Table of Contents

Handbook of Research on Asian Business

Handbook of Research on Asian Business

Elgar original reference

Edited by Henry Wai-chung Yeung

The rise of Asia as an important region for global business has been widely recognized as one of the most significant economic phenomena in the new millennium. This accessible and comprehensive Handbook brings together state-of-the-art reviews of Asian business in an expansive range of areas including: business organizations; strategic management; marketing; state–business relations; business and development; and business policy issues.

Chapter 3: Towards an Institution-based View of Business Strategy in Asia

Mike W. Peng

Subjects: asian studies, asian business, asian economics, business and management, asia business, international business, economics and finance, asian economics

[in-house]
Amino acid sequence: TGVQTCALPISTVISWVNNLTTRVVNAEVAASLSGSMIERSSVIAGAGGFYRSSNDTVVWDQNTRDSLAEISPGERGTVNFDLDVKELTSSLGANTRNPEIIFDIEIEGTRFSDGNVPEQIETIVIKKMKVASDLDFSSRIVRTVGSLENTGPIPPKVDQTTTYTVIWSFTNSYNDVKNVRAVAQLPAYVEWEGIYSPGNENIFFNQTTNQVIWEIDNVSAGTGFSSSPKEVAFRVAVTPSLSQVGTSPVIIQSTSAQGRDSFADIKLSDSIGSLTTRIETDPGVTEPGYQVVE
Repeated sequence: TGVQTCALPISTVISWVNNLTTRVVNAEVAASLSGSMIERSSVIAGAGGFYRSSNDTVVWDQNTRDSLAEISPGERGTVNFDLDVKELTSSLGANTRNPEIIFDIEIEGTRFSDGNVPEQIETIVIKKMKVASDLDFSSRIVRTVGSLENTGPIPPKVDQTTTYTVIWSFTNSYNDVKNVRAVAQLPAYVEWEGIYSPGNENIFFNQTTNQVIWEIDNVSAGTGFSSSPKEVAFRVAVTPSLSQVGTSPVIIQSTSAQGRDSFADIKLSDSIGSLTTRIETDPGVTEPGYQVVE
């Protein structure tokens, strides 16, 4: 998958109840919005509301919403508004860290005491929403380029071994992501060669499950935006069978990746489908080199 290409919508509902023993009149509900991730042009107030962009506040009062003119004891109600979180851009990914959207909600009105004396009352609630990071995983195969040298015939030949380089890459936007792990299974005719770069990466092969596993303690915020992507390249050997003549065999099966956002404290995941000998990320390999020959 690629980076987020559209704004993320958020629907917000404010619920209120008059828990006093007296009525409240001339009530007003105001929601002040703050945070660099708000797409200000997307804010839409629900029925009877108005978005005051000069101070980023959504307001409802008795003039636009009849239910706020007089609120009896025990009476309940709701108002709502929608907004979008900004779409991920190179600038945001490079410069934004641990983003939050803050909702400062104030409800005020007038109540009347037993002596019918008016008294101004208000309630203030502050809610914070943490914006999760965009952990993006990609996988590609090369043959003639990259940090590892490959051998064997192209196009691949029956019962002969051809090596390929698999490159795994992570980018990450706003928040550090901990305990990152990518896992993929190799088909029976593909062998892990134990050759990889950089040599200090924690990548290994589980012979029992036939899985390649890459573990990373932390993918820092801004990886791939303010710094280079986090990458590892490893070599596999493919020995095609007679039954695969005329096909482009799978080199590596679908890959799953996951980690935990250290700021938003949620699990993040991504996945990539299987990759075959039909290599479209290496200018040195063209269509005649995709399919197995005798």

Mike W. Peng This chapter focuses on a key research question: why do strategies of firms from different countries and regions differ?1 This is the very first question among the five most fundamental questions in strategic management raised by Rumelt et al. (1994: 564).2 Since the diversity of firm strategies around the world can arise as the result of many possible forces internal or external to the organization, this question engenders a wide variety of disparate answers from economists (Nelson, 1991) and sociologists (Carroll, 1993). Thus far, strategy researchers have primarily focused on industry conditions (Porter, 1980) and firm resources (Barney, 1991) as drivers of firm differences, leading to competitionand resource-based perspectives respectively. Drawing from recent research on Asian business organizations, I argue that, in addition to these existing theories, a new, institution-based view has emerged to account for differences in business strategy. A number of scholars have already suggested that, in addition to industry and firm-level conditions, a firm also needs to take into account wider influences from sources such as the state and society when crafting and implementing its strategies (DiMaggio and Powell, 1991; Oliver, 1997; see also Chapters 6 and 15 in this volume). These influences are broadly considered as institutional frameworks (North, 1990; Scott, 1995). When applied to strategy research, this new perspective can consequently be called an institution-based view of business strategy (Peng, 2000a, 2002, 2003, 2006; Peng and Heath, 1996). Since no firm can be immune...

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